Microsoft Malware Protection Center helps take down Ramnit botnet
Ramnit, a botnet that infected millions of computers around the world, has been tamed, thanks in part to Microsoft Malware Protection Center. The takedown operation was a collaboration between Microsoft, Europol, Symantec and others, and it successfully stopped the malware which worked by disabling virus protection before stealing banking details and personal information from infected machines.
With an estimated 3.2 million computers infected globally, Ramnit has been used by cybercriminals the world over, but the majority of infections were found in Britain. The botnet was brought under control by shutting down several servers used by the group responsible for Ramnit.
Ramnit has been doing the rounds since at least 2010, and Symantec released a removal tool to help people whose computers fell victim. The botnet, which is being described as "module-based malware", remained highly active throughout the years, and Microsoft detected around 500,000 infected machines in the last six months alone.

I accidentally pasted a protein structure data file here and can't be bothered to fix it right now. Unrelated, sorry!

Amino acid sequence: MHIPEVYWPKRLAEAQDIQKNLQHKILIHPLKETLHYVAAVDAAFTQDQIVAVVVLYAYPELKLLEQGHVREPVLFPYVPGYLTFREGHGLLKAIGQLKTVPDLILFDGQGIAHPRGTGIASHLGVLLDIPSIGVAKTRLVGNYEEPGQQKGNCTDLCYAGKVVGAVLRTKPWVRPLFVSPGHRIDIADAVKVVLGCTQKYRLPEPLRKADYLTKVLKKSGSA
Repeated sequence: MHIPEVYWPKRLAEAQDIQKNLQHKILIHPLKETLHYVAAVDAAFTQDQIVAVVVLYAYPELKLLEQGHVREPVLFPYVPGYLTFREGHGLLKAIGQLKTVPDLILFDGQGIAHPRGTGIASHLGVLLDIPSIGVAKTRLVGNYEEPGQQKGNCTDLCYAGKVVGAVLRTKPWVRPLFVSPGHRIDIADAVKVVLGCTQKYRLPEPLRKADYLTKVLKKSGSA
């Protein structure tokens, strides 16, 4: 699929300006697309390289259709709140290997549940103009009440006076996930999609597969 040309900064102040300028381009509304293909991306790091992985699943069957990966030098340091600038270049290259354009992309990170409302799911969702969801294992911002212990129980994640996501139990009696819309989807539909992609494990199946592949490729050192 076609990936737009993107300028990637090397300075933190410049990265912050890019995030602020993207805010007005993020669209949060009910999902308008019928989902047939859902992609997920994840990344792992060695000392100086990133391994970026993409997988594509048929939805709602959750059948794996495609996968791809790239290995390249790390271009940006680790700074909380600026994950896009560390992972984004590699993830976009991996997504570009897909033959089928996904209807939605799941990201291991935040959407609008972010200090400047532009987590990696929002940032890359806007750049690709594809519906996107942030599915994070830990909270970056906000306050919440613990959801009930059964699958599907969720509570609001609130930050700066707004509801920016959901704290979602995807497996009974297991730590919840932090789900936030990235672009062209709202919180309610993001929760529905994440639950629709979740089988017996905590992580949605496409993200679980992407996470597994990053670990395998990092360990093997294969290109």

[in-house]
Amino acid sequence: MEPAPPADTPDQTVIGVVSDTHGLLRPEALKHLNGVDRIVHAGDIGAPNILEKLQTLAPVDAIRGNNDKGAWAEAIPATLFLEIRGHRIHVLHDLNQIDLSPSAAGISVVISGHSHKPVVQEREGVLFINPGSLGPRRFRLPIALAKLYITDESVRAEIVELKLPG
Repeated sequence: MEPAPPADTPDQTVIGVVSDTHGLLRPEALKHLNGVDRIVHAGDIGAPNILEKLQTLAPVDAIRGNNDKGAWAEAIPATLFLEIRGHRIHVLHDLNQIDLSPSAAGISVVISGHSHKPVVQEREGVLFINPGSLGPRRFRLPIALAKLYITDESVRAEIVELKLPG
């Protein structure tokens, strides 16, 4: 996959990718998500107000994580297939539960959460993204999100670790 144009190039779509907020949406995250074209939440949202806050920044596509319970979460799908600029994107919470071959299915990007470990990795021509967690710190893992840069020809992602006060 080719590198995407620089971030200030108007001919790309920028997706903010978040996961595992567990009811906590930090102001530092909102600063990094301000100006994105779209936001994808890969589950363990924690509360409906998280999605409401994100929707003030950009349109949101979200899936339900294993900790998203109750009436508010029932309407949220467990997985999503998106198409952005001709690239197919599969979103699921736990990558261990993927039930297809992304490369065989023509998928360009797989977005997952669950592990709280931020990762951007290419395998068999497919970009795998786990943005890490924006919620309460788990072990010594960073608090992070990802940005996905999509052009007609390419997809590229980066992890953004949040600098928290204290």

Wil van Gemart, Europol's deputy director of operations, said:
This successful operation shows the importance of international law enforcement working together with private industry in the fight against the global threat of cybercrime. We will continue our efforts in taking down botnets and disrupting the core infrastructures used by criminals to conduct a variety of cybercrimes.
Ramnit's modular design makes it different -- and more dangerous -- than many other examples of malware. Once a machine has been infected, it is then possible to upgrade the malware to add more features and adapt to attempts to remove it. Being comprised of modules also meant that different elements of Ramnit could be worked on by different coders and optimized according to task. As Microsoft puts it, "Ramnit has a hot pluggable modular framework design that gives it plenty of flexibility to extend new functionality on demand".
Microsoft advises Windows 8 users to run Windows Defender, while anyone with an older version of the operating system can turn to Microsoft Security Essentials.